Why RAID redundancy is essential in NAS storage systems

Data redundancy is an essential conversation when discussing data storage systems. When data is lost on an enterprise NAS device. It can have a significant impact on the organization. RAID storage systems help to keep data available. By redundantly storing information on multiple disks. This way, if one disk fails. The data can still be accessed from the other disks in the array. Small businesses often use RAID storage systems. To share data between multiple users or computers on the network. This way, if one computer fails, the data can still be accessed from the other computers on the network. Data redundancy is an essential conversation when discussing any type of data storage system.

RAID redundancy is essential in NAS storage systems. Allowing data to be protected if one drive fails. But this isn’t the only reason. Here we will see all the good reasons you should connect your NAS storage drives in RAID.

What is RAID redundancy?

RAID is a storage technology that combines multiple disk drives into one logical unit. This allows the disks to work together for greater availability, reliability, and performance. RAID is commonly used in servers and storage systems. It can provide a significant increase in performance compared to a single disk. Furthermore, RAID can also provide redundancy. Meaning that if one disk fails, the data can still be accessed from the other disks in the array. There are many different types of RAID. Each with its own benefits and drawbacks. However, all types of RAID share one common goal: to improve storage performance and reliability.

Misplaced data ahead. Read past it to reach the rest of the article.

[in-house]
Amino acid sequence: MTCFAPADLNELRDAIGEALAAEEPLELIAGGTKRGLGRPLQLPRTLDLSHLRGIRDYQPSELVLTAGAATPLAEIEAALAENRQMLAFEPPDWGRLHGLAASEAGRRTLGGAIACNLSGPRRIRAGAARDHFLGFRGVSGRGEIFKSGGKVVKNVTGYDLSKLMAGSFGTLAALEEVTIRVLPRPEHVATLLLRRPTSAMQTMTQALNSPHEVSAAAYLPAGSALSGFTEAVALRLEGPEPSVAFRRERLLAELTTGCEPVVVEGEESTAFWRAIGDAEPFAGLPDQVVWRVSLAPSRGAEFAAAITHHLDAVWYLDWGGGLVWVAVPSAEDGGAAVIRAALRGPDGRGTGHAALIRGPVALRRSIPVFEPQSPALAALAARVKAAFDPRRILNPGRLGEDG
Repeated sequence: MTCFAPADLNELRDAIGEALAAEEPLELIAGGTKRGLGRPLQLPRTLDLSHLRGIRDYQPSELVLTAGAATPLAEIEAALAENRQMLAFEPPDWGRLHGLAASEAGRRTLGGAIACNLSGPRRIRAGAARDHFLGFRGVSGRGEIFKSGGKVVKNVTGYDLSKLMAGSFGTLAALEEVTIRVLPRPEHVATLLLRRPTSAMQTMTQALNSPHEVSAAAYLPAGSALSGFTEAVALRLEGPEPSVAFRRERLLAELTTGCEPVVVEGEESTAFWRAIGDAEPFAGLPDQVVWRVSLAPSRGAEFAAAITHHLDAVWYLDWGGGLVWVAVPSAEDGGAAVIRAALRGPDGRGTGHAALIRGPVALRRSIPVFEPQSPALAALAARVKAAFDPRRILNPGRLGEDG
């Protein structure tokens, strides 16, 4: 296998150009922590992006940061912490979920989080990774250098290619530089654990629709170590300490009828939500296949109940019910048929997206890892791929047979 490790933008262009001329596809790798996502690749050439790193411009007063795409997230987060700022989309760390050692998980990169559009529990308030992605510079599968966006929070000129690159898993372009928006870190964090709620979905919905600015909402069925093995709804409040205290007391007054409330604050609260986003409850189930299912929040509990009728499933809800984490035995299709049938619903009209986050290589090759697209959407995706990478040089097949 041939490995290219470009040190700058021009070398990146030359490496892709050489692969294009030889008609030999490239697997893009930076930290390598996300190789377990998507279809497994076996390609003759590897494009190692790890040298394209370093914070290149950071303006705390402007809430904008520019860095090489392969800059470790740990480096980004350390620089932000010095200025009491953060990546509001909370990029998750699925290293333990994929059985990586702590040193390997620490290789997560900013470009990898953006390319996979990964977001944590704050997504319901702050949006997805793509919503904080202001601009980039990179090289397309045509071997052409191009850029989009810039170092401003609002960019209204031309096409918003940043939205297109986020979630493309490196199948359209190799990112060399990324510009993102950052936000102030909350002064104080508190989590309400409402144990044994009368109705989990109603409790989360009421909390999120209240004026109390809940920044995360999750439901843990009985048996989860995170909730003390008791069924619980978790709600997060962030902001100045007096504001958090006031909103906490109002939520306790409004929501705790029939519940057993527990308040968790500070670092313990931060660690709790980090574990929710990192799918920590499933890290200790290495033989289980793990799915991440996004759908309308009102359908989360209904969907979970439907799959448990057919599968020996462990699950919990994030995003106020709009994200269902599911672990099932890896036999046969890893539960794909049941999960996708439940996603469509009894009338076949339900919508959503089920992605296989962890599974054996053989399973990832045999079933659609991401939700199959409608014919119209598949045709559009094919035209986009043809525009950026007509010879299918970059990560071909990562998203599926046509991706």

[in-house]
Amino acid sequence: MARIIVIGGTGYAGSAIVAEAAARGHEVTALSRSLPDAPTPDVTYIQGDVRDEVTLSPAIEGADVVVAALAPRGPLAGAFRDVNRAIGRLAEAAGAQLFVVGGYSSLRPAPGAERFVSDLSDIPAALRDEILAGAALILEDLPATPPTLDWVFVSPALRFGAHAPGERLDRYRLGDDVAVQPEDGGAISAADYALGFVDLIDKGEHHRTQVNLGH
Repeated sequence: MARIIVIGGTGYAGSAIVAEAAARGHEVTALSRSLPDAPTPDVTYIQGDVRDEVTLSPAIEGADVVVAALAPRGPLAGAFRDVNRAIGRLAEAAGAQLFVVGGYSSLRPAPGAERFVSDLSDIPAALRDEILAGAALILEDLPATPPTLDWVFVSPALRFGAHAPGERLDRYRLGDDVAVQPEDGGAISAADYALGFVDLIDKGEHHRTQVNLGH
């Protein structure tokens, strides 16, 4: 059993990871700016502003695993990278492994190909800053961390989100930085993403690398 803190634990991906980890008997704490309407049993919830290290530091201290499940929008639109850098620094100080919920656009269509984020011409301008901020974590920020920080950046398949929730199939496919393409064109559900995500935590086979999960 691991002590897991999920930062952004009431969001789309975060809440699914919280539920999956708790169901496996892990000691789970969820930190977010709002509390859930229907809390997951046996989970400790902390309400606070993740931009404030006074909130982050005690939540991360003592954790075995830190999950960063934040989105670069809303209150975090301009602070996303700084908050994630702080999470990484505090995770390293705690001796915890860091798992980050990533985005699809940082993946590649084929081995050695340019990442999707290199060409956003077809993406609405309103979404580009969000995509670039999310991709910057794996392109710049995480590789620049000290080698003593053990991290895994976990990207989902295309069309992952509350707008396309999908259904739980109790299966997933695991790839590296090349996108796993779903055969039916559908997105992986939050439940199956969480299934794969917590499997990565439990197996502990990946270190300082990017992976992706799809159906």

Even though NAS storage is superior to traditional storage. They’re not without fault; even the best NAS systems can still break. And when one fails, it brings down the entire infrastructure. To prevent this, you can implement RAID redundancy. On your hard drives to protect against failure and increase the performance of your system.

Here is why RAID setup is essential in every Network Attached Storage setup.

Aligning your valuable data across multiple drives makes it fault-tolerant.

RAID allows you to create fault-tolerant arrays with your drives. So that if one of the drives fails, you can rely on the others to have your data intact still. This is especially useful for enterprises. Running huge applications or providing SAS services. If you are looking for highly fault-tolerant NAS appliances. With additional security features like Immutable delta-based snapshots. Write-Once Read-Many (WORM) volumes, and Sync/async multi-appliance/multi-site replication. We suggest you check out StoneFly.

Increased throughput

When it comes to data storage, RAID provides a number of advantages over traditional disk drives. The main benefits is increased output. By combining multiple hard drives into a single array, RAID can greatly increase the speed or processing power of a workstation. In addition, the use of larger capacity hard drives can help to improve performance even further. Furthermore, RAID offers improved data protection by redundancy. If one of the drives in an array fails. The data can be restore from the remaining drives. As a result, RAID provides both enhanced performance and improved data security, making it an ideal solution for many businesses.

Reduce the cost of ownership

Reducing the cost of ownership. It is another widely recognized benefit of RAID. Particularly of RAID 5 implementations. Due to their lower need for maintenance. Hard drives do not fail together too often. Still, if more than one drives fail. Higher levels of RAID can take care of it. In a study done by Carnegie Mellon University. It was found that using RAID. Can increase the Mean Time Between Failures (MTBF) by up to three orders of magnitude. In other words, with RAID you are far less likely to have a drive failure in the first place. Even if you do have a drive failure, the increased reliability of RAID means that it will take far longer for another drive to fail. This reduces the cost of ownership by lowering the probability of data loss and reducing the frequency of drive replacements.

Bottom Line

The value of the RAID is exemplary. RAID can improve availability and reliability. It supports systems with mission-critical applications, with 24/7/365 clusters, petabytes of storage, and massive IOPs loads. Even though not all applications are suitable for RAID infrastructure, admins continue to use it because it’s the only way to ensure having a reliable system. That’s why almost 90% of enterprise deployments are using RAID storage.

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